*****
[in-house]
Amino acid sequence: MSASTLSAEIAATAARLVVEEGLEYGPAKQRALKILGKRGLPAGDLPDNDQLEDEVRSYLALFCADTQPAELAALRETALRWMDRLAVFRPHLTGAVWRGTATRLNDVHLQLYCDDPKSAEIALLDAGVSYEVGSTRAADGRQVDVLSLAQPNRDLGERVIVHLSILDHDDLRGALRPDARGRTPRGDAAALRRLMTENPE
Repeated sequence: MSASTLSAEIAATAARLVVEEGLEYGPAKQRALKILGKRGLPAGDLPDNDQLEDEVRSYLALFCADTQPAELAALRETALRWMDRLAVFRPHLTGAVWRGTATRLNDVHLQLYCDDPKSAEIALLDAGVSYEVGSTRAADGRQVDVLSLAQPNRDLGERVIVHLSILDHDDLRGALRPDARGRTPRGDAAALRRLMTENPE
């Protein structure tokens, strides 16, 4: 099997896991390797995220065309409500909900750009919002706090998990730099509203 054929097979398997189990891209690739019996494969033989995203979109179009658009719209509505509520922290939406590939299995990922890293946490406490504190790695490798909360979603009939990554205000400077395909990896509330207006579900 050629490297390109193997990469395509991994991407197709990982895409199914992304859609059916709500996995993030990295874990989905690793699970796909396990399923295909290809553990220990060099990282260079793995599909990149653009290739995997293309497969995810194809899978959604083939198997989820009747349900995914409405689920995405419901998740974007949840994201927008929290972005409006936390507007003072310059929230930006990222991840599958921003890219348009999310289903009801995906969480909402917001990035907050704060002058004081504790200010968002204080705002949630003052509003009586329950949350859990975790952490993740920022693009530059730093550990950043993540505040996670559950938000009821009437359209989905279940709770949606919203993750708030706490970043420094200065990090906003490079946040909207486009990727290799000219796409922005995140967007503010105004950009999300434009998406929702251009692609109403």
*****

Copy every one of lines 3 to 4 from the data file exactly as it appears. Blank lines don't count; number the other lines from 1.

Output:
Repeated sequence: MSASTLSAEIAATAARLVVEEGLEYGPAKQRALKILGKRGLPAGDLPDNDQLEDEVRSYLALFCADTQPAELAALRETALRWMDRLAVFRPHLTGAVWRGTATRLNDVHLQLYCDDPKSAEIALLDAGVSYEVGSTRAADGRQVDVLSLAQPNRDLGERVIVHLSILDHDDLRGALRPDARGRTPRGDAAALRRLMTENPE
């Protein structure tokens, strides 16, 4: 099997896991390797995220065309409500909900750009919002706090998990730099509203 054929097979398997189990891209690739019996494969033989995203979109179009658009719209509505509520922290939406590939299995990922890293946490406490504190790695490798909360979603009939990554205000400077395909990896509330207006579900 050629490297390109193997990469395509991994991407197709990982895409199914992304859609059916709500996995993030990295874990989905690793699970796909396990399923295909290809553990220990060099990282260079793995599909990149653009290739995997293309497969995810194809899978959604083939198997989820009747349900995914409405689920995405419901998740974007949840994201927008929290972005409006936390507007003072310059929230930006990222991840599958921003890219348009999310289903009801995906969480909402917001990035907050704060002058004081504790200010968002204080705002949630003052509003009586329950949350859990975790952490993740920022693009530059730093550990950043993540505040996670559950938000009821009437359209989905279940709770949606919203993750708030706490970043420094200065990090906003490079946040909207486009990727290799000219796409922005995140967007503010105004950009999300434009998406929702251009692609109403």